The New York City Ballet, scheduled to stage their residency at SPAC mid-July, have cancelled their Spring Season 2020 performances at Lincoln Center, which was slated to run through May 29.
The Philadelphia Orchestra, whose homestand at SPAC is set to stage in August, have cancelled all their rehearsals, performances, and events through June.
The SPAC Jazz festival June 27-28, headlined by Nile Rodgers & Chic, and Kool & The Gang, is still on at this point, as are the majority of summer pop concerts presented by Live Nation, with few outright cancellations - June 7: Celtic Woman; June 13: Zac Brown Band, and Aug. 3: Dead & Company, among them.
Cancellations may come at any time. As it stands at this moment, the schedule of summer pop concerts at Saratoga Performing Arts is as follows:
June 6: The Lumineers - III: The World Tour
June 24: KIDZ BOP Live 2020 Tour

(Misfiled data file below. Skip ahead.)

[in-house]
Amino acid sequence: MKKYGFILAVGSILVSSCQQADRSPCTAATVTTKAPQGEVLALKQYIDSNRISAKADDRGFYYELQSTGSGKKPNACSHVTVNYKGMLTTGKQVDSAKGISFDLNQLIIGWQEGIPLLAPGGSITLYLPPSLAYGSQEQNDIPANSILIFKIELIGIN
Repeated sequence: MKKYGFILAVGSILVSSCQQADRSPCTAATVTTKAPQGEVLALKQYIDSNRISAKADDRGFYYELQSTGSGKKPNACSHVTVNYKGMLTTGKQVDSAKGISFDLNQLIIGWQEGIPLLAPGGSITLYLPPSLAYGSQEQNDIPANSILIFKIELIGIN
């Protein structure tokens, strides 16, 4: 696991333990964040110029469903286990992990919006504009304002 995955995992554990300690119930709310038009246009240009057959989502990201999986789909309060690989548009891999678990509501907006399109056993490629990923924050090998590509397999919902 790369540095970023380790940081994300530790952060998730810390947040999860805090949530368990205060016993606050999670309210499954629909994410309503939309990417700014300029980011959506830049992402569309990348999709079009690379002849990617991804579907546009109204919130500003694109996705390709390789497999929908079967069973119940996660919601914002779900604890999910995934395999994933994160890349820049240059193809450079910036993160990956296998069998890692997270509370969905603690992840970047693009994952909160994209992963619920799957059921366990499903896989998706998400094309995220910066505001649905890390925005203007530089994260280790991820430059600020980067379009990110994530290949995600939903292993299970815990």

June 30: Steely Dan with Special Guest Steve Winwood
July 2: Tedeschi Trucks Band - Wheels Of Soul 2020
July 3: Lindsey Stirling
July 8: Alanis Morissette with Special Guest Garbage and also appearing Liz Phair
July 9: Bob Dylan, Nathaniel Rateliff & the Night Sweats, The Hot Club Of Cowtown
July 10, 11: Dave Matthews Band
July 12: Countryfest 2020 with Brantley Gilbert & More
July 21: Chicago with Rick Springfield
July 22: Nickelback: All The Right Reasons Tour
July 24: Matchbox Twenty 2020
July 25: The Black Crowes Present: Shake Your Money Maker
July 26: The Doobie Brothers - 50th Anniversary Tour
July 29: Rod Stewart
Aug. 1: Journey with Pretenders
Aug. 4: Disturbed: The Sickness 20th Anniversary Tour with Staind & Bad Wolves
Aug. 9: Foreigner: Juke Box Hero Tour 2020
Aug. 11: Incubus with 311
Aug. 18: Sammy Hagar & The Circle and Whitesnake with Special Guest Night Ranger
Aug. 23: Goo Goo Dolls: The Miracle Pill Summer Tour
Aug. 31: Daryl Hall & John Oates
Sept. 6: Maroon 5
Sept. 6: Meghan Trainor